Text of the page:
Score: 16/30

31. Which of the following are typical test exit criteria?
a) Thoroughness measures, reliability measures, test cost, schedule, state of defect correction and residual risks.
b) Thoroughness measures, reliability measures, degree of tester independence and product completeness. 
c) Thoroughness measures, reliability measures, test cost, time to market and product completeness, availability of testable code.
d) Time to market, residual defects, tester qualification, degree of tester independence, thoroughness measures and test cost.

My Answer: A

What are "test exit criteria"?  For me that's things like "end of the session" or "I'm bored now" or "Not much more I can do here" or "time for a break". Things like that. How do we measure thoroughness? Seriously, measure my thoroughness, I dare you. Then measure my reliability. I like to use a tricorder. State of defect correction is a test exit criterion?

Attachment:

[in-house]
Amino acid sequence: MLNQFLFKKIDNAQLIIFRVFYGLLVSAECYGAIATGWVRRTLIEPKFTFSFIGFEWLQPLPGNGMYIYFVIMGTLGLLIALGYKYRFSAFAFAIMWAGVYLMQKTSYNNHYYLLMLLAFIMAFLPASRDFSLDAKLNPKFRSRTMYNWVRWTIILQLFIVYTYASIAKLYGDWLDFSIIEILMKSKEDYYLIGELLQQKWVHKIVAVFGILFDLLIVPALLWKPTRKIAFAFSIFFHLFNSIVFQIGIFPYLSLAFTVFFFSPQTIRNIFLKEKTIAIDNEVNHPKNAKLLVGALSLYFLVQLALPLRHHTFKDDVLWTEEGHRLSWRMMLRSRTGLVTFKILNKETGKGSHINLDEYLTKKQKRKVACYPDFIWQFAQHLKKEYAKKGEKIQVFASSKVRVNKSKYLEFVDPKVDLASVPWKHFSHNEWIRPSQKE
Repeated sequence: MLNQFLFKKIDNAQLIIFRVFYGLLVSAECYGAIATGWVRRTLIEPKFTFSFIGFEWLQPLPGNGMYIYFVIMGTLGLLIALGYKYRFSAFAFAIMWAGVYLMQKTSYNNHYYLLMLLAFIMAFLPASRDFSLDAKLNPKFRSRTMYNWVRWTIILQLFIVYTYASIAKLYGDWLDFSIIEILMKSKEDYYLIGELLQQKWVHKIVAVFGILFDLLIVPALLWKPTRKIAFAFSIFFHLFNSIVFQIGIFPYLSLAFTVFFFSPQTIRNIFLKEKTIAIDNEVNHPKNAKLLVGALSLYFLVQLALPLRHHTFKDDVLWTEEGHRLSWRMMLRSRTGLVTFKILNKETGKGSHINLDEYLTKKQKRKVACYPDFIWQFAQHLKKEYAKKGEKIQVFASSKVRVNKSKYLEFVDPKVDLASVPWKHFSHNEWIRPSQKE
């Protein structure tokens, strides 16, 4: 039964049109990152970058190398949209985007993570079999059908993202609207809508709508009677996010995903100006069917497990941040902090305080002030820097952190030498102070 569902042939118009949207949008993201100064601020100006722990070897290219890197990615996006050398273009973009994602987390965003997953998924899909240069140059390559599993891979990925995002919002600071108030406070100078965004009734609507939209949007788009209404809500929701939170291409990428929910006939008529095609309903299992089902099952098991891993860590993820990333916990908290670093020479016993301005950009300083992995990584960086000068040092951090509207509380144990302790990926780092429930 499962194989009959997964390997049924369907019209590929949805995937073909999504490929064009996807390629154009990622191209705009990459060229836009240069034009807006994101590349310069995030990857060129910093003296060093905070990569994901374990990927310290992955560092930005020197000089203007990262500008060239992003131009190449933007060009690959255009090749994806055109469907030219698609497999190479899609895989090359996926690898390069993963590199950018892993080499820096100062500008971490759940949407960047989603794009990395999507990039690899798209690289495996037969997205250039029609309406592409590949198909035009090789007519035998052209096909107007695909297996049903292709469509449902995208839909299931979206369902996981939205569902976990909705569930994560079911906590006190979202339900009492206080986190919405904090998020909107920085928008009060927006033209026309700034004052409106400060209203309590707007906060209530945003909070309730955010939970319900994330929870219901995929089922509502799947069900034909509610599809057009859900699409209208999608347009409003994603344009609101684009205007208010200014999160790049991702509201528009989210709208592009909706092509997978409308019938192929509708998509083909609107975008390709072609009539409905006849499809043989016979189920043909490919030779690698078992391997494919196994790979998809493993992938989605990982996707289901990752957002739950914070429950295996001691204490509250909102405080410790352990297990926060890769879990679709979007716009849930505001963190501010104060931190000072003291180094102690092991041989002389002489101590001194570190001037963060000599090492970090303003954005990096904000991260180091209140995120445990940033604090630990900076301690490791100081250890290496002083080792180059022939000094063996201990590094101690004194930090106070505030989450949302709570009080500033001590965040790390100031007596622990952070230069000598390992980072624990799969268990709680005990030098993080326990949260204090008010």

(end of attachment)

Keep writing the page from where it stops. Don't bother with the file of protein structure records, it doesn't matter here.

This doesn't make any sense. I'm so confused. Oh, the answer was a guess.

Score: 17/31

32. As a Test Manager you have the following requirements to be tested: 
Requirements to test: 
R1 - Process Anomalies – High Complexity 
R2 - Remote Services – Medium Complexity 
R3 – Synchronization – Medium Complexity 
R4 – Confirmation – Medium Complexity 
R5 - Process closures – Low Complexity 
R6 – Issues – Low Complexity 
R7 - Financial Data – Low Complexity 
R8 - Diagram Data – Low Complexity 
R9 - Changes on user profile – Medium Complexity 

Requirements logical dependencies (A -> B means that B is dependent on A): 
How would you structure the test execution schedule according to the requirement dependencies? 

a) R4 > R5 > R1 > R2 > R3 > R7 > R8 > R6 > R9.
b) R1 > R2 > R3 > R4 > R5 > R7 > R8 > R6 > R9.
c) R1 > R2 > R4 > R5 > R3 > R7 > R8 > R6 > R9.
d) R1 > R2 > R3 > R7 > R8 > R4 > R5 > R6 > R9.

My Answer: I wouldn't.